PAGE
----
When homicide detective Chris (Tom Meeten, "Prevenge") arrives at a crime scene, his partner Jim (Dan Renton Skinner ("High-Rise," "Prevenge") tells him the great mystery is how both victims continued to advance on the shooter after each had been shot multiple times. Chris suspects the rental agent, Coulson (Rufus Jones, HBO's 'The Casual Vacancy'), who let them onto the property and, after discovering the man had been seeing psychiatrist Dr. Helen Fisher (Niamh Cusack, "Testament of Youth"), he goes undercover as a patient in order to track down "The Ghoul."
Writer/director Gareth Tunley's moebius strip of a movie is a puzzle piece like "Memento" crossed with the satanic tone of executive producer Ben Wheatley's "Kill List" and Simon Rumley's "The Living and the Dead's" unsettling portrait of mental illness. If at first it seems disorienting, that is part of a design which includes its cinematography (Benjamin Pritchard) and ever changing, cyclical score (Waen Shepherd). The pieces begin to fall into place quickly, preserving its mystery at least until we arrive at the midpoint of its circumference.
Chris arranges with Jim's girlfriend Kathleen (Alice Lowe, "Sightseers," "Prevenge"), the woman he is obsessed with, to call Fisher's office, allowing him time to access Coulson's file. But in short order, we learn Chris has been seeing Fisher for a month, the taciturn man slowly opening up to reveal his daydreams about being a detective stripped of his duties for something 'someone else has done,' who is, nonetheless called into cases. He tails Coulson, but the man turns the tables, confronting Chris. They discuss their mutual doctor, Chris telling Coulson Fisher has referred him to her mentor, Morland (Geoffrey McGivern, "Onegin").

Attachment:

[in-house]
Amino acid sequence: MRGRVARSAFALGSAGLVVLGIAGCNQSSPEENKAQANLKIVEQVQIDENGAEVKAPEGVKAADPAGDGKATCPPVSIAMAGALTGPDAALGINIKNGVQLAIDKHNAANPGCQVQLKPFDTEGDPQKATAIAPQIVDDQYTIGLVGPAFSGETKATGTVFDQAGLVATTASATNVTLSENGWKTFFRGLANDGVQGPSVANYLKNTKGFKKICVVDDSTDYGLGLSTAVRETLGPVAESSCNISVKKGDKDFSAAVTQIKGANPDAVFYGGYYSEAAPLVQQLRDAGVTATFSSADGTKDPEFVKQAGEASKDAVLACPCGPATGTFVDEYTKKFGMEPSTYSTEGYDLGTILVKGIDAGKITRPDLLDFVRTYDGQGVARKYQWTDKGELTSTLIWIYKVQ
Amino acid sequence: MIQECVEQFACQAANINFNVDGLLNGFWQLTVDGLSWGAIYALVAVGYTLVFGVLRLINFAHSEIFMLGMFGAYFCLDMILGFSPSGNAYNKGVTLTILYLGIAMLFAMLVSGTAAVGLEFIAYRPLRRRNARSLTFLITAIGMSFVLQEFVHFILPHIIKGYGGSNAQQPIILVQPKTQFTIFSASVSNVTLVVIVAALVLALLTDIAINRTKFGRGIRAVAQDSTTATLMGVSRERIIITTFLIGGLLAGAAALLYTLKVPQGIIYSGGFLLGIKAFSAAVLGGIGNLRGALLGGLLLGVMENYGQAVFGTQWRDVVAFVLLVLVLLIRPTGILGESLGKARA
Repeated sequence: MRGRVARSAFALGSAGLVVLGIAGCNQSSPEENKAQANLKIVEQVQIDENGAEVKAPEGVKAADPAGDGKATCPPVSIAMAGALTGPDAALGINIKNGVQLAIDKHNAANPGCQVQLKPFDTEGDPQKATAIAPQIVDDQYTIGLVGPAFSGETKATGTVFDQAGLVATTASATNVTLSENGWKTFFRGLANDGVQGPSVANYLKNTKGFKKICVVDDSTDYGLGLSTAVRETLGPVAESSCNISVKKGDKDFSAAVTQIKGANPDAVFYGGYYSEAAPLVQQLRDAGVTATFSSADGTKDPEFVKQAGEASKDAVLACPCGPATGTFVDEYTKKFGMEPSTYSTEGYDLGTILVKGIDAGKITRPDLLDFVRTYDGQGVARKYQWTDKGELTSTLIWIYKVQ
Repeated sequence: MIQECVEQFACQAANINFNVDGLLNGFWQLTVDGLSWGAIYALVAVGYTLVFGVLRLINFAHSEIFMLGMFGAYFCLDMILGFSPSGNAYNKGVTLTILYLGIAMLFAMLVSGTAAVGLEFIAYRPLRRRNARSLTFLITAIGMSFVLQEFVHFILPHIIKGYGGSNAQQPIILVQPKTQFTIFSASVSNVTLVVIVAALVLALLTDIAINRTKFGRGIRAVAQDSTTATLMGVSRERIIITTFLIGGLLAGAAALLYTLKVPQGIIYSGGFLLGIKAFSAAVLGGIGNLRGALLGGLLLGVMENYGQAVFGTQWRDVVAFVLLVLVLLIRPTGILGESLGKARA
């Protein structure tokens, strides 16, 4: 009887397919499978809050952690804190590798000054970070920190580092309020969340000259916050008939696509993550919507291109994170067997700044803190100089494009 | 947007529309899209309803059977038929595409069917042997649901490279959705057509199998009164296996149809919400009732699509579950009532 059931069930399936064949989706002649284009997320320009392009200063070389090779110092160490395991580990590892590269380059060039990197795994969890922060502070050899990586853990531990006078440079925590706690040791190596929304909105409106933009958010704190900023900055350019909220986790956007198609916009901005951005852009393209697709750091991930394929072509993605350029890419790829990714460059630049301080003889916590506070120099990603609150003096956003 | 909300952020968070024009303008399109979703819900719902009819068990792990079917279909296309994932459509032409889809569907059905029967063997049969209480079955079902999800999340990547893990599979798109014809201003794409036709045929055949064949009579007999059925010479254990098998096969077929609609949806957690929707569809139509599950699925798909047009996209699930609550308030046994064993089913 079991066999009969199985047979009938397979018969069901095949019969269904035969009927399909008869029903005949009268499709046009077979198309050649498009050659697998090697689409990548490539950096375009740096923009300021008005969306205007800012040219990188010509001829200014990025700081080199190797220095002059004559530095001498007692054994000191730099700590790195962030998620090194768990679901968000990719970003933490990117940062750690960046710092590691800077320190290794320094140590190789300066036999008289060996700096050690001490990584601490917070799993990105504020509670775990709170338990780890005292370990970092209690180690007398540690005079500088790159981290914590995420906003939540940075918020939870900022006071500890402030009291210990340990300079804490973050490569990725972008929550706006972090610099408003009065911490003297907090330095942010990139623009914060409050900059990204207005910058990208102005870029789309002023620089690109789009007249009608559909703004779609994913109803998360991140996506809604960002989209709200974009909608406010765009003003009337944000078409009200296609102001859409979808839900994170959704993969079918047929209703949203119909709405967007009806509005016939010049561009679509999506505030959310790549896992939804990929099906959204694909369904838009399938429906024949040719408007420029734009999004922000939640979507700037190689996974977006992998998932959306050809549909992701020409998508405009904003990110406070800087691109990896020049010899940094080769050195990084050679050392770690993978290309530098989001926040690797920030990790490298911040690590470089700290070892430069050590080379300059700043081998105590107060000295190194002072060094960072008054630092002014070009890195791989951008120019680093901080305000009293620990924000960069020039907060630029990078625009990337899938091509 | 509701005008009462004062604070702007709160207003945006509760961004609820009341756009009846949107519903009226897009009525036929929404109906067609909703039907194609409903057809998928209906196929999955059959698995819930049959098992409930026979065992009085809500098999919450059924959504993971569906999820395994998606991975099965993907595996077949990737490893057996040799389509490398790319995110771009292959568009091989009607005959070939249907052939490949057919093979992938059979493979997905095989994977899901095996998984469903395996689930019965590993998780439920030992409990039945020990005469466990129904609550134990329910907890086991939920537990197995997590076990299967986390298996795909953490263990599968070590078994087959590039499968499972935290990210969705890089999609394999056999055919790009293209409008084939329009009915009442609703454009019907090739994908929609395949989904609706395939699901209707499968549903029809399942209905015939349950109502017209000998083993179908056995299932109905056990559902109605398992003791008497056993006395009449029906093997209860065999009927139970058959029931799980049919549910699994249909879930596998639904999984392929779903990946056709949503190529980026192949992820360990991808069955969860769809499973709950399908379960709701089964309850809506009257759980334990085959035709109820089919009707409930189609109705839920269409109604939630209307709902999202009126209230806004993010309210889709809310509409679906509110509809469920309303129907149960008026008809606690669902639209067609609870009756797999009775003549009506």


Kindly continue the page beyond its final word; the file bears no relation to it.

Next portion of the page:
Morland turns out to be an irreverently humorous chap, his office housing occult books and artifacts, like the sigil hanging on his wall. Chris compares notes with Coulson, who's begun popping pills and drinking. After Coulson takes him to a particularly strange party where Tommy Parnell (Paul Kaye, "Dracula Untold") unspools one very disturbing story (the scene is one of the film's highlights), Chris awakens in a strange room. Coulson calls to frantically warn him against Morland. Morland, in turn, warns him that Coulson is very dangerous. Who to trust? Chris creates his own sigil to 'Bring Kathleen to me.'
Tunley's psychological thriller keeps turning the screws, events becoming ever more sinister after Morland enters the picture (McGivern calls to mind "A Clockwork Orange's" Patrick Magee). Chris is photographed as if he's at the bottom of a cavern, his tiny room dwarfing him inside, buildings looming over him out, camerawork which begins shakily handheld ironically turning smoother the creepier things get, unsteadier as the film builds to its climax. Shepherd's dynamic score ranges from ethereal gloom to Hitchcockian to gothic harpsichord - and back again.
Why "The Ghoul" never secured a theatrical release in the U.S. is almost as big a mystery as the one it presents. It's only failing is that one can guess where it's going, yet Tunley keeps us enthralled through its closing minutes, the two sides of his mobieus strip joined yet separate. Arrow Video brings this gem of a film to the home video market on September 12.
The blu-ray contains a commentary track by writer-director Gareth Tunley, actor-producer Tom Meeten and producer Jack Healy Guttmann. "In the Loop" is a 36 minute documentary about the making of the film that reveals most of its cast and crew as comedians connected through Ealing Live, Edinburgh's Fringe Festival and Ben Wheatley. Tunley aimed for comedy, but found nothing ever really came together, revealing that "The Ghoul" was inspired by his bad moods and how a lack of money required imagination (a producer's own home provided multiple sets). He also talks about the long road to get his film seen, noting he's being interviewed 18 months since wrapping his film.
Also included is "The Baron," a 9 minute 2013 short conceived by and starring Meeten which Tunley directed, a mix of humor and horror which serves as a bridge from their beginnings to their first feature.
Robin gives "The Ghoul" a B.
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